Gone are the days where the only way you consumed art was by standing before a frame. For centuries, curators have diligently placed art pieces onto gallery walls. Now, thanks to the rise in popularity of immersive art, Denverites can physically step into paintings by the renowned Vincent van Gogh.

On July 9, Stanley Marketplace became home to Van Gogh Alive: the experience, the highly anticipated multi-sensory exhibition designed to thrust attendees into the life and work of influential post-impressionist painter Vincent van Gogh. Created in part by Grande Experiences and hosted by the Denver Center for the Performing Arts (DCPA) through September 26, the attraction features more than 3,000 images and paintings, projected onto massive screens on the walls and floor. The installation is designed to take visitors through five separate movements of Van Gogh’s life, accompanied by a dramatic score of classical music that mirrors the painter’s chronicled emotions at each time.

If the enormous paintings and gripping melodies aren’t enough to captivate your senses, just give the gallery a sniff. The creators of Van Gogh Alive have intentionally diffused fragrances of cypress, cedar, lemon, and sandalwood to (hopefully) transport viewers to the orchards and gardens in some of Van Gogh’s most iconic works.

Yet, Van Gogh Alive is contending with not one but five immersive experiences traveling the U.S. that hone in on Van Gogh. Another installation is set to come to Denver later this year. But for John Ekeberg, executive director of the Broadway division of the DCPA, this installation is like no other. “Grande Experiences have designed a truly one-of-a-kind environment that envelops the visitor in light, sound, and images, with surprises around each corner,” he says. “This unique artistry provides a thought-provoking experience that combines art, culture, and history.”

His words may ring true as art-lovers discover fun surprises around each corner (did someone say sunflower selfie room?). Still, Ekeberg truly hopes that visitors will be able to “see the works of Van Gogh in a new light, gaining new appreciation and insight into this singular artist.”

CU Denver visual arts professor and painter Melissa Furness hopes that Van Gogh Alive, and immersive exhibits like it, will draw a larger audience to the scene. “Going to a museum can sometimes be an intimidating thing for someone who isn’t an arts professional,” Furness says. “I hope it draws in a different group of people and inspires them.”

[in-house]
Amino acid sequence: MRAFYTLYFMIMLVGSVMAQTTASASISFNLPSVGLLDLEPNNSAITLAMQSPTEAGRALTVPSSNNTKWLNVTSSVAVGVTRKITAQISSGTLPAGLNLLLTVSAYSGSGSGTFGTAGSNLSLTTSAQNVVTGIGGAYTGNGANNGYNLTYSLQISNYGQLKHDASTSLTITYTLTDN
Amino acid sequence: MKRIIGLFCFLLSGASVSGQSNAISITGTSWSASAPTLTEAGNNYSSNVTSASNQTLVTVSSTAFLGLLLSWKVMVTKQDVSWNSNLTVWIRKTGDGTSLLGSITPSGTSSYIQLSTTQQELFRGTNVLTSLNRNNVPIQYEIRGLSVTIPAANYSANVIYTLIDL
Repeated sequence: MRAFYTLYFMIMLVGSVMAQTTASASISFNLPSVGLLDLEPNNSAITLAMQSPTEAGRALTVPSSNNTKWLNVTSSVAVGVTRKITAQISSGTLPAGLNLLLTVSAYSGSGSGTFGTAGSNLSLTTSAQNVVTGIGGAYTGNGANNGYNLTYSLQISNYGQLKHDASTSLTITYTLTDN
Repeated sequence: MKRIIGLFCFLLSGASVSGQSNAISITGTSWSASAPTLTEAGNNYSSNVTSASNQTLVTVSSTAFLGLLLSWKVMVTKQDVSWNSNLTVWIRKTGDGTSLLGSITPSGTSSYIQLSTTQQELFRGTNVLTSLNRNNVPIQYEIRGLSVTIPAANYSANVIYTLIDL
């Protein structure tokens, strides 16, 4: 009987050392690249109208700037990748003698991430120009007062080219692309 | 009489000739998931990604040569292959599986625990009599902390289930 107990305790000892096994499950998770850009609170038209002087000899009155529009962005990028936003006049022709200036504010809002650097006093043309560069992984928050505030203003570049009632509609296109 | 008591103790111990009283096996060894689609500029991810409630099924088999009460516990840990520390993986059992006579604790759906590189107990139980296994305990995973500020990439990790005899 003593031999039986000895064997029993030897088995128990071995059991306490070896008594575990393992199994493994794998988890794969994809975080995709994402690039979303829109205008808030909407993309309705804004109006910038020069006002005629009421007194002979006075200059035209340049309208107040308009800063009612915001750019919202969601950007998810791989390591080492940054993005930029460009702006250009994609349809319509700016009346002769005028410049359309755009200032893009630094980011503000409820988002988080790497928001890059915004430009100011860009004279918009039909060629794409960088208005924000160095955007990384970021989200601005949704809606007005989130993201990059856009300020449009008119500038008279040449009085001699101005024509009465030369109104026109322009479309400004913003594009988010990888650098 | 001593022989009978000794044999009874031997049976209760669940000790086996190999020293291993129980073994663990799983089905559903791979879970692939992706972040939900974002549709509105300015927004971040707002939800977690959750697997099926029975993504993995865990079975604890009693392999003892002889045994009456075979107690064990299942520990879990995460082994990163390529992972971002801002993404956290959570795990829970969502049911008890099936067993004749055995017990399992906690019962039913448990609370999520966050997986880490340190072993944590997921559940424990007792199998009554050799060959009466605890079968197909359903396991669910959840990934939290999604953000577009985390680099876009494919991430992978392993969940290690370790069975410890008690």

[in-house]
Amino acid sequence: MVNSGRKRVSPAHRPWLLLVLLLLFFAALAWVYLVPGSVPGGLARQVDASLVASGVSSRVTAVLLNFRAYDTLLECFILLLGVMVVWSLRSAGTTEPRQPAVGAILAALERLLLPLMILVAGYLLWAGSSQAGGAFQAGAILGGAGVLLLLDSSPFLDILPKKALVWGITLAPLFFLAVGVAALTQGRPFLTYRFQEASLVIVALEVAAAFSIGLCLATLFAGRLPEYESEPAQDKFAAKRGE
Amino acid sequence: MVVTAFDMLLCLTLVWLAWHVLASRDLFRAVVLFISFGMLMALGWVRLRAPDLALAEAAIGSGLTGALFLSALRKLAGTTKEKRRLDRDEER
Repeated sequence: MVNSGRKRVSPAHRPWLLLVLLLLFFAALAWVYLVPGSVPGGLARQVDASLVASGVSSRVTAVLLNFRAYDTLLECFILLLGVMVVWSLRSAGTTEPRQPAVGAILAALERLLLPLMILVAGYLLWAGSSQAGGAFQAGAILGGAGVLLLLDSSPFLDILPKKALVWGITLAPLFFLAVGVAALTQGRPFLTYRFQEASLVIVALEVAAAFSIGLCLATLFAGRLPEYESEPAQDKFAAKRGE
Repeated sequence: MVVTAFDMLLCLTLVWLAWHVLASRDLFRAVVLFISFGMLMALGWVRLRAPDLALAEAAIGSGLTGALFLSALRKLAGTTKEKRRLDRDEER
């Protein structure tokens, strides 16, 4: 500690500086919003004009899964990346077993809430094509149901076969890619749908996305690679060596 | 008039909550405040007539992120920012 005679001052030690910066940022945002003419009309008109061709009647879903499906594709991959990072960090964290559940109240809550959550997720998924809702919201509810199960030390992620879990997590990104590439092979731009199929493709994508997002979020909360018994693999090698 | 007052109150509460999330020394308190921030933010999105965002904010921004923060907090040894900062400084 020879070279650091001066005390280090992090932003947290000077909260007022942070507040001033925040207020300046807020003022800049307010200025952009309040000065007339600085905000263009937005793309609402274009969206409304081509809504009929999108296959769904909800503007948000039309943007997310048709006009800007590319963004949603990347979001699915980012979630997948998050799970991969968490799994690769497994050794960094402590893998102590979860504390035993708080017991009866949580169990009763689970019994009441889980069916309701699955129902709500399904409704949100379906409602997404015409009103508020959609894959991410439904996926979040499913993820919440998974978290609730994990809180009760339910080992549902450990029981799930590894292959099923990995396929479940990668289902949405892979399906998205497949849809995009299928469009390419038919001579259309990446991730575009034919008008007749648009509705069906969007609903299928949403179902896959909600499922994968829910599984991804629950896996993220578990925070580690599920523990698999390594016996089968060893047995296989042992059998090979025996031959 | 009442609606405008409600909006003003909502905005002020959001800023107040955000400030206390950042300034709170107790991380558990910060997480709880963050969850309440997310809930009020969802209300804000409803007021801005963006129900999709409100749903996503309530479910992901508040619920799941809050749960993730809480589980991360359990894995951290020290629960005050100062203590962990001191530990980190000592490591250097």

She and some of her students are in the process of creating an immersive exhibit of their own, slated to debut later this year. Despite the growing popularity of marrying classical art with sleek tech, Furness argues that there’s nothing quite like seeing a painting in person. “It’s important to experience both a painting as well as immersive projections to compare them,” she says. “There’s certainly positive aspects to both experiences.”

Doug Kacena, owner and curator of art gallery K Contemporary, has similar thoughts. “Van Gogh’s art didn’t actually connect with me until I saw it in person, and saw the texture and lines,” he says. “Yet some studies have shown only 25 percent of Americans will ever step foot into an art gallery. If this can be a gateway to get people curious and excited about art, I’m all for it.”

Though the exhibit doesn’t feature any of the artist’s physical paintings, don’t be surprised if you lose track of time while wandering past the 20-foot screens surrounding you. The experience begins with “The Netherlands” movement, featuring stylistically dark works, a dramatic contrast to his famous, colorful technique. It continues on to feature movements titled “Paris,” “Arles,” “Saint-Rémy,” “Auvers-sur-Oise,” and ends with “Self-Portraits,” a series of some of Van Gogh’s iconic self-portraits that propelled him to become a household name.

And while it’s from the first immersive experience to hit the Denver (just look at Shiki Dreams by Prismajic or Novo Ita by Spectra Art Space),Van Gogh Alive is bringing a long-awaited return to public art events after—and merits all the Instagram-worthy snaps.

If you go: 2501 Dallas St #135, Aurora; July 9 through September 26, various times; Tickets must be purchased online in advance.

Barbara O'Neil
Barbara O'Neil
Barbara is one of 5280's assistant editors and writes stories for 5280 and 5280.com.